What is "sufficient documentation" for an ADD medication?
August 17, 2014 1:06 PM   Subscribe

I've been taking Adderall XR for about a half a year, and it has made a tremendous difference in my life. The med, however, was recently put on the Prior Authorization list - which means that I now need to receive approval from my insurance before they cover it. My doc submitted an application, which I just found out was denied on the grounds that I don't have sufficient documentation of ADD. I took a test with my doc, and was denied again. What exactly do they want from me?

The first rejection document I received states that anyone 18 and older who starts on a stimulant needs an ADHD screening before starting on the medication. I had had a screening back in college, but that was many years ago and I couldn't find it - so I took a short test with my psych. She handed me a questionnaire, I filled it out, then she looked at it and said "yup, you have ADD." It was pretty bare-bones. I was denied again.

(The test was the ASRS, found on this site: http://www.help4adhd.org/documents/adultadhdselfreportscale-asrs-v1-1.pdf)

I called to ask and their answer was very noncommittal - along the lines of "Well, we can't say what kind of documentation you would need that might help, anything else would certainly help but the PA request could go either way..."

I get the feeling that my insurance just doesn't want to pay for stims. My psych was pretty dejected as well, and seems to want to give up. I can go on without the med, but without it I'm back to being my usual head-in-the-clouds self who can't focus on any one thing a a time. Its made such a positive impact on my life, and I'd like to get back on if possible. So, I'm wondering... what else could they want from me? Maybe a more comprehensive test? If so, would I ask my psych for it, or if not where would I take it? Is there another solution that I might be missing?

PS: I am planning on switching from Adderall XR to Vyvanse. Also, I was taking a booster of IR Adderall in the afternoon - combined, a daily total of 25mg.
posted by CottonCandyCapers to Health & Fitness (19 answers total) 6 users marked this as a favorite
They are probably just fucking with you, but a comprehensive neuropsychological battery from a clinical psychologist or other professional licensed to provided comprehensive neuropsychological testing (this person cannot be your treating therapist for talk therapy) would do the trick for ADHD diagnosis. Your psychiatrist should be able to refer you to someone who can provide those services.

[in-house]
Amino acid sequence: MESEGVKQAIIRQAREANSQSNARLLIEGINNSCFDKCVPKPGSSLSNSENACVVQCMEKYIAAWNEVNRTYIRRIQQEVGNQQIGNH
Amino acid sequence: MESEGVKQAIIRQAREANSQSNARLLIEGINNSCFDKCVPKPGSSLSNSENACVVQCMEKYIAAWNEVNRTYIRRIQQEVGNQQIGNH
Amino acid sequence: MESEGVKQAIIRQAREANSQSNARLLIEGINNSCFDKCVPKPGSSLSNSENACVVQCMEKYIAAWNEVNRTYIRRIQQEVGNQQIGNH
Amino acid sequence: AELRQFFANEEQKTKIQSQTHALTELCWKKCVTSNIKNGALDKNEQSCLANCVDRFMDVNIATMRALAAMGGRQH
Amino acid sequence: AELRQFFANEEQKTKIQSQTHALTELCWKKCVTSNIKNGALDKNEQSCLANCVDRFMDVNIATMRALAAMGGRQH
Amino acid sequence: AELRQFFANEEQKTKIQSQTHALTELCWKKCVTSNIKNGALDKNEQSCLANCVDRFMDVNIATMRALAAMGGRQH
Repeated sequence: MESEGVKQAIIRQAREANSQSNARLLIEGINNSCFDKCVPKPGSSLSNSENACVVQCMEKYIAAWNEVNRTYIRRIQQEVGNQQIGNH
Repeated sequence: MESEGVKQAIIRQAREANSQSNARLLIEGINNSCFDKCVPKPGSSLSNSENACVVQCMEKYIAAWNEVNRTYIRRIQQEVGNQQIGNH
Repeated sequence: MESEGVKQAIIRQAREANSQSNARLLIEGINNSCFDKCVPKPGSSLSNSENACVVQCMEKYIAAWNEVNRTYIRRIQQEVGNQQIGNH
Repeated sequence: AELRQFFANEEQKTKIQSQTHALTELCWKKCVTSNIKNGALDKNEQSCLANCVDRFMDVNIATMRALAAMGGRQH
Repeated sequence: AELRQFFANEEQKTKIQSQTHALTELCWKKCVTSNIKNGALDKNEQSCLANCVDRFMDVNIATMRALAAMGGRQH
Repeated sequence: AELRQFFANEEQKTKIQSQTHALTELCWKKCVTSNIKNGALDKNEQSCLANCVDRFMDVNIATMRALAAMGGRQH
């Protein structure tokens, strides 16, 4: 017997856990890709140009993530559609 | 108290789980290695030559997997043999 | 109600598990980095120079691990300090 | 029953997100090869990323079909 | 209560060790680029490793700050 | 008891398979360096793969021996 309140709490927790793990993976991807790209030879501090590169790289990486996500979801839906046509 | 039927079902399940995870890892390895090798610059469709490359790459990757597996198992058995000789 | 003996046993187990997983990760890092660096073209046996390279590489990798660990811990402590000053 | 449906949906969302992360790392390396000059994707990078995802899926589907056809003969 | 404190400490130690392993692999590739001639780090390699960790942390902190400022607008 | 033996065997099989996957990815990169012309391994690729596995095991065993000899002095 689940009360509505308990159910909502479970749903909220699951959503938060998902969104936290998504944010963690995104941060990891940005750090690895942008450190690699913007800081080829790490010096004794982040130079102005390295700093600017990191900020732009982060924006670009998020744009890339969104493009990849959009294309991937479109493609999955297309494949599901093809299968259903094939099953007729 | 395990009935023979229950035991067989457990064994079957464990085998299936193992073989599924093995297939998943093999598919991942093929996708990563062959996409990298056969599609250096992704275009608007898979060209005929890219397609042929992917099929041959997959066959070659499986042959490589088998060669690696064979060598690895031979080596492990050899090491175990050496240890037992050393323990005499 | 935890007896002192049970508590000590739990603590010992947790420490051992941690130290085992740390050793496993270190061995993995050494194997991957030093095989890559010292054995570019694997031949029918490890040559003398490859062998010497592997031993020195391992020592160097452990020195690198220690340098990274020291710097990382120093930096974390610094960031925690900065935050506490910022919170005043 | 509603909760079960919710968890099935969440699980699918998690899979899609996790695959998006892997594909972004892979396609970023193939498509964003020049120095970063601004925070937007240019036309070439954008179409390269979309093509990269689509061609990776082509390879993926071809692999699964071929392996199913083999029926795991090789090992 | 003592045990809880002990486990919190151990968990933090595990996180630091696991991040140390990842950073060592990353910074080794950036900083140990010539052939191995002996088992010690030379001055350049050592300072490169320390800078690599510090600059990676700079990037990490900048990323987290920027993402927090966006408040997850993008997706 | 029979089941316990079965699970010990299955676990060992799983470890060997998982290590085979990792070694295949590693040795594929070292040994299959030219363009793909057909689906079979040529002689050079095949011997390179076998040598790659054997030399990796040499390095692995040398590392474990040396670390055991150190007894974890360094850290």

Caveats: I had to pay out of pocket for my last one, and it was around $450, and required 6-7 hours of testing over the course of a couple of appointments. I also had to get my parents to fill out forms about me as a kid.

The professional who administers the test, if you do meet the criteria, can also be authorized to fill out the paperwork for prior authorization, and attach a letter summarizing the battery.

Moreover, then your insurance company has two separate professionals telling them to get stuffed, and they're more likely to back down.

You can also document through your prescribing psychiatrist any non-stimulant medication options (bupropion and atomoxetine are the two I can think of off-hand) you've tried that did not mitigate your ADHD symptoms, which also helps.
posted by Uniformitarianism Now! at 2:05 PM on August 17, 2014

Would letters from and/or tests from the perspective of friends, family, coworkers help? Something along the lines of "About 6 months ago there was a REMARKABLE TRANSFORMATION..."
posted by AllieTessKipp at 3:01 PM on August 17, 2014

You could try appealing the denial to your State Board of Managed Health care, as it's called here in California. It's not clear where you live, but it's likely that there's a state body of some kind that regulates the insurance industry - complaints filed with them can have a remarkable effect sometimes.
posted by jasper411 at 3:13 PM on August 17, 2014

I called to ask and their answer was very noncommittal - along the lines of "Well, we can't say what kind of documentation you would need that might help, anything else would certainly help but the PA request could go either way..."

Sounds like your insurer is, essentially, trying to weasel out of paying for Adderall by setting an invisible bar for you to jump.
posted by Thorzdad at 3:19 PM on August 17, 2014 [3 favorites]

For an expensive RA treatment that my new insurance twice denied for prior authorization, my doctor ended up setting up a "doctor-to-doctor" phone call with one of the doctors on staff at the insurance company who helps decide what should be approved or denied. This worked wonders in getting me approved. You might want to check if your insurance company has a similar feature and ask if you can set up a direct link between what your doctor recommends for you and what they might be willing to pay for.